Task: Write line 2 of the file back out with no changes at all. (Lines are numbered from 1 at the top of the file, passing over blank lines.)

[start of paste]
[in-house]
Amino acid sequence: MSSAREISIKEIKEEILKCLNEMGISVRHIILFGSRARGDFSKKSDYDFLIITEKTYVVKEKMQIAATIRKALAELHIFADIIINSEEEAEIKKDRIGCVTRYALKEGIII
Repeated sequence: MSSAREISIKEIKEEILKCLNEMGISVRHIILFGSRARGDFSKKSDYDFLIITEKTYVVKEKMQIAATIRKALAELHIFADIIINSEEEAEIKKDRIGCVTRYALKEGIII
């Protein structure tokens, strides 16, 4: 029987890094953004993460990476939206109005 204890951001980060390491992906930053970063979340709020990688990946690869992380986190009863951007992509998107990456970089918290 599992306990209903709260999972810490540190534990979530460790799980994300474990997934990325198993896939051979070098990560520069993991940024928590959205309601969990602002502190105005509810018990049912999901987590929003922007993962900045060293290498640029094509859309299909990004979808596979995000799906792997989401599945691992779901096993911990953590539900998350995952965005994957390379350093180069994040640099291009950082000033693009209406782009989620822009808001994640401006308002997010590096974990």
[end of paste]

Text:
Amino acid sequence: MSSAREISIKEIKEEILKCLNEMGISVRHIILFGSRARGDFSKKSDYDFLIITEKTYVVKEKMQIAATIRKALAELHIFADIIINSEEEAEIKKDRIGCVTRYALKEGIII